FCA bans adviser for failing to disclose investment interests

In September 2014, the Financial Conduct Authority (FCA) banned Peter Carron from working in financial services, as well as fining him £300,000. Mr Carron failed to disclose to his clients that he had a personal interest in his investment recommendations, and also made a number of unjustifiable claims about the likely rates of return from these investments. 11 clients of Mr Carron lost considerable sums as a result.

Mr Carron appealed an original FCA decision on the matter to the Upper Tribunal (Tax and Chancery Chamber), but on July 22 2014, that appeal was rejected.

Mr Carron was a senior adviser at St James’s Place Wealth Management Plc (SJP), one of the UK’s largest financial advisory practices. He also owned majority stakes and held the position of Director in three other firms: Primrose Associates Limited, a mortgage brokerage; Evaluate Technologies Limited, which offered online mortgage sourcing services; and Comment Technologies Limited, a technology company related to social networking sites aimed at businesses.

Over a six year period, commencing in 2004, Mr Carron advised 11 SJP clients to invest in these three companies. However, when they all went into liquidation between May and August 2010, the 11 clients lost £2.2 million of the £2.4 million they had invested between them.

Mr Carron failed to inform any of his clients of his personal interest in the investments, i.e. that he owned and controlled the companies in question; and also told investors to expect a minimum return of 10% on their investment. Even when he knew that his three companies were in financial difficulty, in January 2009, he continued to recommend these investments.

The FCA also comments that Mr Carron falsely allowed his clients to believe that SJP had endorsed the investments, that his primary motivation was to secure funding for his companies rather than to protect clients’ interests, and also that he failed to assess whether this type of investment was suitable for his clients.

SJP has paid a total of £1.9 million in compensation to the affected clients. The FCA has stressed that it has no reason to fault SJP’s conduct in this matter, and has not taken any action against the firm.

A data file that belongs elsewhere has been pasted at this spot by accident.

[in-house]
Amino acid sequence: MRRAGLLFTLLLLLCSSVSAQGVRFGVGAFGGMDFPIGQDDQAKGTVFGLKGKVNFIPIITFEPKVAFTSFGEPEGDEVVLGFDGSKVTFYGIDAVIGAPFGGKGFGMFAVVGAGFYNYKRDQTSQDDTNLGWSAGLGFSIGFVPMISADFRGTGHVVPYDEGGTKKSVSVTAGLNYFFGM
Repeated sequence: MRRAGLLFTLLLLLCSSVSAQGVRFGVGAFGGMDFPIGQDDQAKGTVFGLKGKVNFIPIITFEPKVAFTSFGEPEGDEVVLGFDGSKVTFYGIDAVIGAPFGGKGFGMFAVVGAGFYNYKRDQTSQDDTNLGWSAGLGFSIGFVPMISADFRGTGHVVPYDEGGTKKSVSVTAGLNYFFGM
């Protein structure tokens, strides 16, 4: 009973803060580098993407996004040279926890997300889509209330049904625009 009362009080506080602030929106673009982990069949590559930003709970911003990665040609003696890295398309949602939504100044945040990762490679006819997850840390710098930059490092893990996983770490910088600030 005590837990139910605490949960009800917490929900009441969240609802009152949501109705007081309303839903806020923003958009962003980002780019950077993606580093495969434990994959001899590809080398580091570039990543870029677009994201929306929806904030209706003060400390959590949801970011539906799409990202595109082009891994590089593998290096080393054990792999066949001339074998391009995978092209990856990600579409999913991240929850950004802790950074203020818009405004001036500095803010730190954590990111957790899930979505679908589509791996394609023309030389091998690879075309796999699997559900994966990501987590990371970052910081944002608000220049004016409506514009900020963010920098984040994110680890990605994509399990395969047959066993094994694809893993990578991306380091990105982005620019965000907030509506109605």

In August 2014, Mr Carron was also banned by the High Court from acting as a director or controlling/managing any company for a period of 13 years.

Tracey McDermott, director of enforcement and financial crime, said of Mr Carron’s conduct:

“People go to advisers because they want expert help on how to make the most of their money. They are entitled to expect that their adviser will act in their best interests, not his own. Advisers should think very carefully and make clear and full disclosure if they are intending to advise clients to invest in ventures in which they have an interest.”

Most financial advisers would not expect to find themselves in the same position as Mr Corcoran, i.e. where they own other companies and are in a position to offer investment opportunities in those companies. However, this episode highlights two important issues: firstly that advisers must fully disclose to their clients any conflicts of interest which may arise as a result of business activities; and secondly that the risks of any course of action must be thoroughly explained, and promises of a particular rate of return cannot be given unless that return really is 100% guaranteed.

The information shown in this article was correct at the time of publication.  Articles are not routinely reviewed and as such are not updated.  Please be aware the facts, circumstances or legal position may change after publication of the article.